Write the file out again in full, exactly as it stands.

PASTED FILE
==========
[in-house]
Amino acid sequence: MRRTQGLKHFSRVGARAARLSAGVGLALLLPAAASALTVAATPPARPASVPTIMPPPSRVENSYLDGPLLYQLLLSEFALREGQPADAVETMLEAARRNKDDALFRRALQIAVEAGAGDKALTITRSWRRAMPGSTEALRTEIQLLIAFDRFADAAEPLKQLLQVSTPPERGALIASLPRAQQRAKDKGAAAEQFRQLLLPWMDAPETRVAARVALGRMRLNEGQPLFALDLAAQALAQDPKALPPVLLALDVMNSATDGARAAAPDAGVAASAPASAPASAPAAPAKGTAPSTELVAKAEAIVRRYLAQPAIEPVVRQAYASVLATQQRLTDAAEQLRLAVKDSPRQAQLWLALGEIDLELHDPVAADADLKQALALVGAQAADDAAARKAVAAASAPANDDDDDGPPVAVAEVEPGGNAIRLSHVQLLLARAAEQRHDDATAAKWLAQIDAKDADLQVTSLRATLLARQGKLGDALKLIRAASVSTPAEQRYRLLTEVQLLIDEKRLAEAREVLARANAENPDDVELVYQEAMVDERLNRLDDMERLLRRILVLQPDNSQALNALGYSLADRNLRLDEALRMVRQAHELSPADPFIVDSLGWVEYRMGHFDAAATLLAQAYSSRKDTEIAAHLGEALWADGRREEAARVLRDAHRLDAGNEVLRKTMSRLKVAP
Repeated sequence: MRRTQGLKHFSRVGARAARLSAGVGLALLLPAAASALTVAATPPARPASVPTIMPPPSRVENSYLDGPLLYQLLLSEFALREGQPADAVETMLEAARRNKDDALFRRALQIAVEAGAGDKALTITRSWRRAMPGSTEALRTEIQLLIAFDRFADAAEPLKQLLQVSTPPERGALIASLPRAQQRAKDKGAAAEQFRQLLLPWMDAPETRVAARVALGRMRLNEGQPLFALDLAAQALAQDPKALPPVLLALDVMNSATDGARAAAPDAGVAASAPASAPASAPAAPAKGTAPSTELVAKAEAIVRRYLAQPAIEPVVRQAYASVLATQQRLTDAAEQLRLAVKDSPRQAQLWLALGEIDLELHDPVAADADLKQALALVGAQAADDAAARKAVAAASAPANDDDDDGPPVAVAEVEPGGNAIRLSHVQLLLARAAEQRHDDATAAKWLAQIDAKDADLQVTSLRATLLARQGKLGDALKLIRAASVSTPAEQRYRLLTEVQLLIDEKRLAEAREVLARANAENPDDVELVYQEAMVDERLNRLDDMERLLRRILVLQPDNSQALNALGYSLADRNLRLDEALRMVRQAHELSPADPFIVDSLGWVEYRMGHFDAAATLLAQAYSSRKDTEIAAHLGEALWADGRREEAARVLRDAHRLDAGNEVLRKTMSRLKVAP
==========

[in-house]
Amino acid sequence: MRRTQGLKHFSRVGARAARLSAGVGLALLLPAAASALTVAATPPARPASVPTIMPPPSRVENSYLDGPLLYQLLLSEFALREGQPADAVETMLEAARRNKDDALFRRALQIAVEAGAGDKALTITRSWRRAMPGSTEALRTEIQLLIAFDRFADAAEPLKQLLQVSTPPERGALIASLPRAQQRAKDKGAAAEQFRQLLLPWMDAPETRVAARVALGRMRLNEGQPLFALDLAAQALAQDPKALPPVLLALDVMNSATDGARAAAPDAGVAASAPASAPASAPAAPAKGTAPSTELVAKAEAIVRRYLAQPAIEPVVRQAYASVLATQQRLTDAAEQLRLAVKDSPRQAQLWLALGEIDLELHDPVAADADLKQALALVGAQAADDAAARKAVAAASAPANDDDDDGPPVAVAEVEPGGNAIRLSHVQLLLARAAEQRHDDATAAKWLAQIDAKDADLQVTSLRATLLARQGKLGDALKLIRAASVSTPAEQRYRLLTEVQLLIDEKRLAEAREVLARANAENPDDVELVYQEAMVDERLNRLDDMERLLRRILVLQPDNSQALNALGYSLADRNLRLDEALRMVRQAHELSPADPFIVDSLGWVEYRMGHFDAAATLLAQAYSSRKDTEIAAHLGEALWADGRREEAARVLRDAHRLDAGNEVLRKTMSRLKVAP
Repeated sequence: MRRTQGLKHFSRVGARAARLSAGVGLALLLPAAASALTVAATPPARPASVPTIMPPPSRVENSYLDGPLLYQLLLSEFALREGQPADAVETMLEAARRNKDDALFRRALQIAVEAGAGDKALTITRSWRRAMPGSTEALRTEIQLLIAFDRFADAAEPLKQLLQVSTPPERGALIASLPRAQQRAKDKGAAAEQFRQLLLPWMDAPETRVAARVALGRMRLNEGQPLFALDLAAQALAQDPKALPPVLLALDVMNSATDGARAAAPDAGVAASAPASAPASAPAAPAKGTAPSTELVAKAEAIVRRYLAQPAIEPVVRQAYASVLATQQRLTDAAEQLRLAVKDSPRQAQLWLALGEIDLELHDPVAADADLKQALALVGAQAADDAAARKAVAAASAPANDDDDDGPPVAVAEVEPGGNAIRLSHVQLLLARAAEQRHDDATAAKWLAQIDAKDADLQVTSLRATLLARQGKLGDALKLIRAASVSTPAEQRYRLLTEVQLLIDEKRLAEAREVLARANAENPDDVELVYQEAMVDERLNRLDDMERLLRRILVLQPDNSQALNALGYSLADRNLRLDEALRMVRQAHELSPADPFIVDSLGWVEYRMGHFDAAATLLAQAYSSRKDTEIAAHLGEALWADGRREEAARVLRDAHRLDAGNEVLRKTMSRLKVAP